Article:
5 reasons you must nurture candor in your organization

According to Jack Welch, the lack of candor is the biggest dirty little secret in most organizations.

Conventional wisdom is that you have to be offensive or hurtful to be candid. It is either candor or the relationship. Consider for example a meeting where an aggressive boss makes a suggestion to solve a problem – a suggestion that is likely to cause several undesirable side effects, or is impractical to implement. For most people the choice is between speaking up and jeopardizing the relationship with the boss, or keeping quiet and letting the sub-optimal idea go through to the detriment of the organization. It is no surprise that most choose the latter.

My own experience has taught me that the most effective people are the ones who can speak with candor, and at the same time strengthen rather than hurt the relationship. It takes skill and practice to be able to do that, and that is the subject of our workshop on Conflict Management. But the question is, what is the big deal with candor anyway?

Here are 5 reasons why you should nurture candor as one of the most important characteristics of your organization.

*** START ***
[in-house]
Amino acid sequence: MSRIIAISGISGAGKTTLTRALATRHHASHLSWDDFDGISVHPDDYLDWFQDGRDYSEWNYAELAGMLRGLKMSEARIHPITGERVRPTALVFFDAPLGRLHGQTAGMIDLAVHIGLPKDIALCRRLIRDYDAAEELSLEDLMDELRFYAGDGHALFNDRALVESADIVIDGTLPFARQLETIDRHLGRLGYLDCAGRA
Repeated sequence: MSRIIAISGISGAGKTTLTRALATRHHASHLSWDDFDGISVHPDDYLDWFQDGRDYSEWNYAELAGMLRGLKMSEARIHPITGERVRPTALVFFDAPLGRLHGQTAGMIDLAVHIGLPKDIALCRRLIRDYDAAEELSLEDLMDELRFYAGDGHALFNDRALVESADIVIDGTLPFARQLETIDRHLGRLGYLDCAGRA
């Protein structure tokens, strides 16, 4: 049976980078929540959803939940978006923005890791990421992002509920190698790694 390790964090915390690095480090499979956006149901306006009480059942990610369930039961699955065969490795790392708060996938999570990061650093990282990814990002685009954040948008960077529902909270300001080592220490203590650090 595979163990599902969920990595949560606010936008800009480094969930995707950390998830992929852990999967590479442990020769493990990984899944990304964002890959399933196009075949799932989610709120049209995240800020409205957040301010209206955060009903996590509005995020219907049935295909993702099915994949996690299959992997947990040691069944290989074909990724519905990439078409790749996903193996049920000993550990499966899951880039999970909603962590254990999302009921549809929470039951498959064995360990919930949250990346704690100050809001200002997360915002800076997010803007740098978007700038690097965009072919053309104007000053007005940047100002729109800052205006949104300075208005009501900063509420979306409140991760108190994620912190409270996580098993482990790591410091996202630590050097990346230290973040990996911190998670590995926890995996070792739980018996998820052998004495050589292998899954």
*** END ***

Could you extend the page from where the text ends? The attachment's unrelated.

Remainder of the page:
1. Candor allows the best ideas to surface, which is how an organization is able to excel and realize its potential. This happens because more people speak up without being afraid of negative consequences. In the example above, no one wins when someone in authority gets away with pushing their own sub-standard idea. The organization is worse off, the employees back the idea only halfheartedly, making it even less likely to succeed.
  2. Candor generates speed by cutting out unnecessary discussions, debate, and iterations. People confront issues squarely, saying what is really on their mind, so that decisions are arrived at and implemented quickly.
  3. Candor eliminates waste because the organization will not build wasteful products and departments if people call them out early as white elephants. At the very least new costs and investments will get real scrutiny that they deserve.
  4. Candor improves morale. More than anything else, good people want a voice and the ability to make a difference in an organization. Candor allows everyone to have this opportunity. The other thing candor does is improve trust among people, which also helps morale.
  5. Candor improves employee performance. The one area that suffers from the greatest lack of candor is employee performance reviews. Lack of candor in performance reviews hides performance inhibitors, thus cheating employees of the knowledge of their weaknesses, and stunting their growth and learning.

If you look at candor as central to organizational performance, create an environment that encourages and nurtures candor, and help employees with skills to exercise candor, you will go a long way toward improving organizational performance.

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